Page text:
The 1973 Topps baseball card set is considered one of the most collectible issues from the 1970s. While it lacks the sheer star power of some other vintage sets from that era, the ’73 Topps release does contain several highly sought after rookie cards and short prints that have made some individual cards from the 660-card checklist incredibly valuable to dedicated collectors. Let’s take an in-depth look at some of the most valuable 1973 Topps baseball cards on the market today based on graded Gem Mint PSA 10 population numbers and recent sales data.

Leading the way is arguably the most prized boxing possession in all of sports memorabilia – the coveted 1973 Topps Nolan Ryan rookie card. Capturing the flame-throwing Houston Astros ace in just his second big league season after making his MLB debut in 1966, this iconic cardboard has become the holy grail for Ryan collectors worldwide. In PSA 10 condition, the Ryan rookie has shattered records, selling for as much as $435,000 at auction in recent years. The flawless surface and sharp corners typically demand a serious five-figure price tag minimum for this card. Its scarcity has only increased demand, with the total PSA 10 population around 50-60 copies. Nothing else from the ’73 set comes close to its immense collector value.


Another career-defining rookie card that fetches huge dollars is that of Hall of Famer Tom Seaver, who broke into the majors in 1967 with the New York Mets. Seaver made his Topps debut in 1968, but his true rookie is the ’73 issue, which portrays “Tom Terrific” in a Mets uniform during his Cy Young Award-winning season. PSA 10 Seaver rookies have reportedly sold for over $150,000 at recent auction, commanding a price rivaling some of the most iconic rookie cards from the pre-war era. With a PSA 10 population of around 25-30 copies, it’s second only to Nolan Ryan among ’73 Topps cards in terms of mint condition rarity and investment caliber.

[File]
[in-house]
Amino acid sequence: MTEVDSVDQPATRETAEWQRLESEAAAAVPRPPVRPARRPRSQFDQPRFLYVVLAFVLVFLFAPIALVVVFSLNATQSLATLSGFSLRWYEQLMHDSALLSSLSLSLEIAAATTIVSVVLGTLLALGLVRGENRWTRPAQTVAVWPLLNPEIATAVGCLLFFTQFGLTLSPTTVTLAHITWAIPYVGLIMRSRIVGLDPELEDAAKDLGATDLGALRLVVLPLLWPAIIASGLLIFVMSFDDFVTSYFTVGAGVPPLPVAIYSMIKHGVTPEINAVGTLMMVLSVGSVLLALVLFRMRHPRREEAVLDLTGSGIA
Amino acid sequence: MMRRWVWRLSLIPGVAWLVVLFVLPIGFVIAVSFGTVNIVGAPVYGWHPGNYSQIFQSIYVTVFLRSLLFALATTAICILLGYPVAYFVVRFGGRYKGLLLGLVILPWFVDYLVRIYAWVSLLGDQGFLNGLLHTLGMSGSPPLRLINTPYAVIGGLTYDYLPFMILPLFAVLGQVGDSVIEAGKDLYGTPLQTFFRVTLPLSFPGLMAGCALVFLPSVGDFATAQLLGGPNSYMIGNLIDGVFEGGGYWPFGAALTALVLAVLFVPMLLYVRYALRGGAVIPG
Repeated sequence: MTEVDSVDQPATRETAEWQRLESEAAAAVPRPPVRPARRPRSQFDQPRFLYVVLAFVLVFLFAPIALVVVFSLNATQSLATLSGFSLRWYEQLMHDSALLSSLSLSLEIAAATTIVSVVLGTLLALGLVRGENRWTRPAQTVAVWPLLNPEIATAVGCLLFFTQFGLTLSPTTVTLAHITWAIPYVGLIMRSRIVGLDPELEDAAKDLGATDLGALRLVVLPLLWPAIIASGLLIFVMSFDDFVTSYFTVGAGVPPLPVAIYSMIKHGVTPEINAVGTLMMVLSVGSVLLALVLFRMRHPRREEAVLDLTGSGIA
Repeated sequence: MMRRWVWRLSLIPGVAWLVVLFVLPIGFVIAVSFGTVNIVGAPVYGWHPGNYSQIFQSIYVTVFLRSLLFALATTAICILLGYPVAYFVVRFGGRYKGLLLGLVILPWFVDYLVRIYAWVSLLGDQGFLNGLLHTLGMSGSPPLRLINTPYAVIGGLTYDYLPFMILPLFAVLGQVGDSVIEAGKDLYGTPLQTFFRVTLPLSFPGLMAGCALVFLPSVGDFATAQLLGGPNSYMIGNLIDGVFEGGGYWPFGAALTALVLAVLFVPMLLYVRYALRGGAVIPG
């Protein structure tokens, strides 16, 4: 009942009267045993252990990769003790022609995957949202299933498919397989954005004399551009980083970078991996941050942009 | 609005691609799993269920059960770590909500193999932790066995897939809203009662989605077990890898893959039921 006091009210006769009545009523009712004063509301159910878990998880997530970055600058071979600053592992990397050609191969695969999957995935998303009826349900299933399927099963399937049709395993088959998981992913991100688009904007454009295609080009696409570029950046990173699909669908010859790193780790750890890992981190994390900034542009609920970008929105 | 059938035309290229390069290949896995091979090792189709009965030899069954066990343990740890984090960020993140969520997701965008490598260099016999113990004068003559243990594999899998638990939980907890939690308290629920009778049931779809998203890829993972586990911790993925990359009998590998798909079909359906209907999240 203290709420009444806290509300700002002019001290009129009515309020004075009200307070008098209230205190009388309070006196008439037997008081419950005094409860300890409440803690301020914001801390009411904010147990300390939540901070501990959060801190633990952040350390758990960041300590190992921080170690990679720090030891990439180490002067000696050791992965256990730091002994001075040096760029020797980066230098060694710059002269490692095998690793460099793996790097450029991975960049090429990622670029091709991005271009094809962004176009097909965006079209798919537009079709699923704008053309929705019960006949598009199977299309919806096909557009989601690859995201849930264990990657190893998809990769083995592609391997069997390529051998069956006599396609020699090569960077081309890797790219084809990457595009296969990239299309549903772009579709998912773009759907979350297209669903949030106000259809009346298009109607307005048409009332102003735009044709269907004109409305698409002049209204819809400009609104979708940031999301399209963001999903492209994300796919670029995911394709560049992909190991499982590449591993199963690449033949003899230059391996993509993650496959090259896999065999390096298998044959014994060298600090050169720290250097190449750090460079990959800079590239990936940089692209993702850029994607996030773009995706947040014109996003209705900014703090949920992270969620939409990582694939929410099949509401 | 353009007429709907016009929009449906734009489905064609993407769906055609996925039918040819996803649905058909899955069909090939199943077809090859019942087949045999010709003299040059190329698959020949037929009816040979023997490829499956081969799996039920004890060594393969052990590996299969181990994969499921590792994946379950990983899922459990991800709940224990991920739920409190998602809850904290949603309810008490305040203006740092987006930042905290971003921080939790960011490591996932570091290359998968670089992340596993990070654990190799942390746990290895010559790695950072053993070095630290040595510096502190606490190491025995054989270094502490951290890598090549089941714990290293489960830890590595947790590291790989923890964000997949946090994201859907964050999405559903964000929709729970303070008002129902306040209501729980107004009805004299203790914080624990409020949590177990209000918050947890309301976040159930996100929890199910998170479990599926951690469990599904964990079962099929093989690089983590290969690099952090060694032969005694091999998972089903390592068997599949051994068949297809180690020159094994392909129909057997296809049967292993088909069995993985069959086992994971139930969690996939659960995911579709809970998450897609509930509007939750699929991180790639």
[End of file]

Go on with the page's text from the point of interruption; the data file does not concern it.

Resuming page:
While not rookies, two other Hall of Famers with incredibly scarce and visually stunning ’73 Topps issues are Hank Aaron and Roberto Clemente. Aaron’s PSA 10 has a population of three copies or less, making it plausibly the rarest individual card in the set. Meanwhile, the late Roberto Clemente’s iconic card in pristine condition can bring $10,000 or more due to its lovely eye appeal, legendary subject, and status as one of the tightest PSA 10 populations across all vintage issues, currently sitting at just two gem mint copies verified.


A couple of true rookie cards outside the obvious big names also hold immensely promising long-term value. Dodgers hurler Don Sutton’s first Bowman/Topps issue from 1973, which portrays him in a Dodgers uniform, has seen PSA 10 examples trade hands for $5,000+. Sutton went on to become a Hall of Famer and won more than 300 career games, so his classic rookie maintains appeal. But the real hidden gems could be Pittsburgh Pirates’ rookie cards of Dave Parker and John Candelaria, who both went on to stellar careers yet have tiny PSA 10 populations of just one and two copies respectively. They represent major long shots for finding the proverbial “golden ticket.”

Beyond the Hall of Famers and true rookie cards, other short prints and error cards from the 1973 Topps release can attract strong four-figure prices in top grades as well. Examples include Oakland A’s reliever Rollie Fingers’ short print card, which might yield $2,000-$3,000 in PSA 10 condition. The Steve Carlton Phillies card is also a coveted short print that frequently trades in the $1,000 range in pristine condition. Meanwhile, anyone finding the extremely rare “prototype” variation of the Orioles team card in PSA 10 could have a true Condition Census contender worth potentially five figures or more.


While competition has grown keener over the decades for desirable cards from the inaugural Topps issue of 1952 and subsequent 1950s runs, savvy collectors have begun to recognize the legend-laden 1973 set’s potential as a profitable long-term investment vehicle. From superstar rookie cards like Nolan Ryan and Tom Seaver to the unbelievably rare Hank Aaron and Roberto Clemente issues, this single-year set released during the dawn of the 1970s decade contains numerous cards that could appreciate exponentially in value as mint condition copies continue disappearing from the remaining population. With smart collecting and patience, the 1973 Topps baseball release still holds the capability of producing future six and even seven-figure auction prices.

Spread the love

Leave a Reply

Your email address will not be published. Required fields are marked *